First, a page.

Economists: African Recovery Tied To West's

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Top economist: “The crisis has already disrupted the lives of people in virtually all nations in Africa. Instead of an extended period of progress and growing prosperity following decades of reforms, we now face the prospect of another of Africa’s ‘lost decade’ for development.”

[Global: Africa]

ADDIS ABABA, Ethiopia
—The recovery of African economies from the global financial crisis will depend strongly on turnaround in industrialized countries in the North.

These are  the key drivers of the demand for the continent’s mineral and agricultural commodities, the continent’s major income sources, a top African Development Bank (AfDB) economist said yesterday in a major conference here in Ethiopia.

“The global financial and economic crisis is receding but the recovery of African economies would be based on the recovery of the economies in developed countries. These countries are the prime drivers of demand for the continent’s products which in return drive Africa’s economic growth rate,” AfDB economist Abdul Kamara told journalists at the 4th annual African Economic Conference which opened yesterday.

Africa’s economy has not been spared from the damaging impact of the global economic and financial crisis which was not of their own making.

Prior to the crisis, Kamara, said the continent had posted growth rates of up to 6 percent on the backdrop of increased demand for the continent’s natural resources by China. “When the crisis hit, we revised Africa’s economic growth rate first to 3 percent, then further down to 2.3 percent and by May this year the figure was down to about 2 percent. As of now, the figure is now hovering around 1.3 percent,” he said.

More than 300 policy-makers, development experts and economists were participating at the three-day annual African Economic Conference organized by the African Development Bank and the United Nations Economic Commission for Africa (ECA).

The theme of this year’s conference is: “Fostering Development in an Era of Financial Crisis.” The conference aims to promote knowledge sharing, foster dialogue and promote the exchange of ideas among economists and African policy-makers as well as to encourage research on economic issues and to provide an opportunity for regional organizations to share and exchange information on many challenges facing African economies.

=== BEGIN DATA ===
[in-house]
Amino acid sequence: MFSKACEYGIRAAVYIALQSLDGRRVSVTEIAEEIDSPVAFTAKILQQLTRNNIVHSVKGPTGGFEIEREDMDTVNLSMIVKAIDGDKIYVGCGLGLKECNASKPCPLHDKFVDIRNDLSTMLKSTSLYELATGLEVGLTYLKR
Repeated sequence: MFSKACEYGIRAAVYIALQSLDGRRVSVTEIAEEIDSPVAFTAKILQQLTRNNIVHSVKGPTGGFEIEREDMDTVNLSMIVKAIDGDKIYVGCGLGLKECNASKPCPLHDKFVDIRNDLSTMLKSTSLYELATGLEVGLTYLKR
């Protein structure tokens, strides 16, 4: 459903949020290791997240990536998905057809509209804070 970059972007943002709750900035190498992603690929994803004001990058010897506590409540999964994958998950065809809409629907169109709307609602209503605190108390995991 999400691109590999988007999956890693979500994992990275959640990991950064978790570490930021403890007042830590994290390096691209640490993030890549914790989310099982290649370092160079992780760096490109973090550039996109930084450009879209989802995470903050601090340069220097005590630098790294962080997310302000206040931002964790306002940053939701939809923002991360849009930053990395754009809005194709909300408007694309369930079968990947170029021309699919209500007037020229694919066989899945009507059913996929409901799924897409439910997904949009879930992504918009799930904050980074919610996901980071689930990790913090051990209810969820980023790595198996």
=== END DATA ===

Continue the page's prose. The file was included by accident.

Budget deficits for most African countries ballooned as falling commodity prices and demand from Western countries took their toll at the height of the global financial crisis. The meltdown tossed many people back deeper into poverty, a major setback in the struggle for African countries to attain Millennium Development Goals by 2015.

Several African countries sought aid packages from international lenders as governments grappled with falling export income and lower remittances from Africans working abroad. "Africa has been hit and it has been hit hardest," said African Development Bank chief economist Louis Kasekende.  “There is need to get Africa back onto a growth trajectory necessary for achieving the MDGs, attaining the poverty reduction objective and ensuring that key public services are made available for the most needy in our society.”

He added: “The crisis has already disrupted the lives of people in virtually all nations in Africa. Instead of an extended period of progress and growing prosperity following decades of reforms, we now face the prospect of another of Africa’s ‘lost decade’ for development.”

In March this year, the AfDB set up a $1 billion trade finance facility to help Africa cope with the effects of the downturn. The bank offered $1.5 billion in non-concessional financing and devised a plan to speed up the disbursement of previously agreed loans.

Africa is reeling from falling demand for commodities, reduced foreign investments, retreating remittances as well as declining tourism and tax earnings. Ben Ouedraogro, a UNECA economist called on African governments and the private sector to diversify their economies so that the African continent becomes resilient to the vagaries of the globalized economy. 


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